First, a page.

I'm not convinced that "put in more research effort" really deals with the problem because it essentially defeats the point of asking a question here in the first place. We maintain that good answers are well sourced and verifiable - in other words, the products of research. If we also require question-askers to put in a load of research before their question is admissible here, we get into a situation where they research the answers to their question themselves and therefore there's no point posting it on this site, since their "problem" is now solved.
Of course there is a subtle difference in some cases where answerers may have better knowledge of where to look for answers, or better access to source material to refer to. But we do need to be careful that we don't end up with questioners having to go and do so much research that they no longer need to ask the question.
My view is that the onus needs to shift in cases like this. If the questioner isn't really interested in what a particular denomination believes but is interested in Christianity generally they should still be able to ask their question. A good answer would then explain the different views; "Catholics believe X, Baptists believe Y, Seventh-day adventists believe Z". That's not to say every answer has to address every denomination's view from the outset. User A might answer regarding one denomination and user B about another, with User M eventually coming along and providing a summary answer to pull things together. (Or users could edit the first half-decent answer to add information about other denominations).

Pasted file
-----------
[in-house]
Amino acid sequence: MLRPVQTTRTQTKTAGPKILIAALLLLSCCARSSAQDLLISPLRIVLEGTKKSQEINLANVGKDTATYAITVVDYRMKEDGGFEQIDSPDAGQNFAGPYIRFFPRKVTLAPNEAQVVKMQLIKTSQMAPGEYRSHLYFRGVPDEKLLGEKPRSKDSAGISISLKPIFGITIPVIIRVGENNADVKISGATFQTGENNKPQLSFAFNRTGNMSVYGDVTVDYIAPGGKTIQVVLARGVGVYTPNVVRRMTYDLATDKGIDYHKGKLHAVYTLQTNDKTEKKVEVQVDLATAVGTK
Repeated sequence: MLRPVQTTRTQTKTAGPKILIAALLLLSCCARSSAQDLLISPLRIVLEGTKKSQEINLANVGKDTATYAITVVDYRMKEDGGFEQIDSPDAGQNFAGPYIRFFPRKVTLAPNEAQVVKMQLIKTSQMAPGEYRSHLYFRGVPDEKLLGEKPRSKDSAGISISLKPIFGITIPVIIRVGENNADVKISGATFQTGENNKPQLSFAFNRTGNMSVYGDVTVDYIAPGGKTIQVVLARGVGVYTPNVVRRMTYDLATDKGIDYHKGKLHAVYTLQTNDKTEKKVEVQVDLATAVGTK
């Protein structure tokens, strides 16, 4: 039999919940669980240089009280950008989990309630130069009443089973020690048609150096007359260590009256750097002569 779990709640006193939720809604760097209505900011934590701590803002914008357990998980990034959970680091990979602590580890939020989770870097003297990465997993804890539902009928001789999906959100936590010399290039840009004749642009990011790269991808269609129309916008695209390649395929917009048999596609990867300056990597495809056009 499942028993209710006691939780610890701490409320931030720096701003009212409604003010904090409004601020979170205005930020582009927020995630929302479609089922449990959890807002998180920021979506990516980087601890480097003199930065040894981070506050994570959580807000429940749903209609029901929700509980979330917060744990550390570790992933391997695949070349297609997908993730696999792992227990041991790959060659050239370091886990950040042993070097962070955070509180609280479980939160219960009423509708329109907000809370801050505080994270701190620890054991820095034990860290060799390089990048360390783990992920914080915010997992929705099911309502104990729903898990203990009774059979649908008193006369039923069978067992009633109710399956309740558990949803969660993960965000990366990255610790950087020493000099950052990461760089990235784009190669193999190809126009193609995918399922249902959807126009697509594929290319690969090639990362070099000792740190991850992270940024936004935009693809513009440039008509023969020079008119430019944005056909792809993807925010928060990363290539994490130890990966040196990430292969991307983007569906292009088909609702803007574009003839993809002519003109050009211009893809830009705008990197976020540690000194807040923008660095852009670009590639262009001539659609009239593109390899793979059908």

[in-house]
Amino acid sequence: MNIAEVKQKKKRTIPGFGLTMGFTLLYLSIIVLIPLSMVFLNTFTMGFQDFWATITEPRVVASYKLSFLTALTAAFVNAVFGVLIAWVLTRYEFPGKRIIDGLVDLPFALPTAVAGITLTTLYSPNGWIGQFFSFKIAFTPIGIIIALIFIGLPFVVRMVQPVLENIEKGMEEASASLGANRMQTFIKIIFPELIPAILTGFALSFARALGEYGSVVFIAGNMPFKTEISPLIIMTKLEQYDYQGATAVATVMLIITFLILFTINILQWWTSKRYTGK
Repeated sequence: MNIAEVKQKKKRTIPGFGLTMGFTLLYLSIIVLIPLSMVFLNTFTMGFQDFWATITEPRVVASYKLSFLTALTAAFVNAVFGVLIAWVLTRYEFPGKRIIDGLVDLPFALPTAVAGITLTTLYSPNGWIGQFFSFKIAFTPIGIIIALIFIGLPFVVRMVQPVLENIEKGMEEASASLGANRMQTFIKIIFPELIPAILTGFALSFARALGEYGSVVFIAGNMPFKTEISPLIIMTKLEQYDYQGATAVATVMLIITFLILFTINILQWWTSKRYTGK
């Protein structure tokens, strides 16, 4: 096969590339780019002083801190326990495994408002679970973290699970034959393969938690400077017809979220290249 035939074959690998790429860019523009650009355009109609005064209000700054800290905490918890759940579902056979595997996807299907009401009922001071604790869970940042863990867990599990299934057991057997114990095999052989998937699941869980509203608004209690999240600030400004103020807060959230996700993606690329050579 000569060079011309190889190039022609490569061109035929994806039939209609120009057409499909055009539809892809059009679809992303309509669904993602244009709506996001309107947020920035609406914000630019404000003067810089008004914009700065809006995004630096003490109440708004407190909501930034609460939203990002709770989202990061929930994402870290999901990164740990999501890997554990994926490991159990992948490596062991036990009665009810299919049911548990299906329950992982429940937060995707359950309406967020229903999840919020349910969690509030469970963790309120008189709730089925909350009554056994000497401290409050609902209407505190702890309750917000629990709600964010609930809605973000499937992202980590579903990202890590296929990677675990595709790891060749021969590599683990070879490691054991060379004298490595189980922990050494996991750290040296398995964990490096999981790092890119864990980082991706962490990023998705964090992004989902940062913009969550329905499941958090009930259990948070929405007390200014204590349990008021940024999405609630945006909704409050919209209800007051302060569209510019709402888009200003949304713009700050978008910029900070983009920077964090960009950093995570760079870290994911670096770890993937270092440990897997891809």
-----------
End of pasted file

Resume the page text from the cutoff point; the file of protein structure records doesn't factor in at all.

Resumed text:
It's a difficult balance; setting the bar too low results in hordes of rubbish, spammy questions. But insisting that questioners research the subject themselves before asking a question defeats the point of asking it to some extent. Perhaps the real question here is not what to do, but how much research should we expect a questioner to do before they post their question?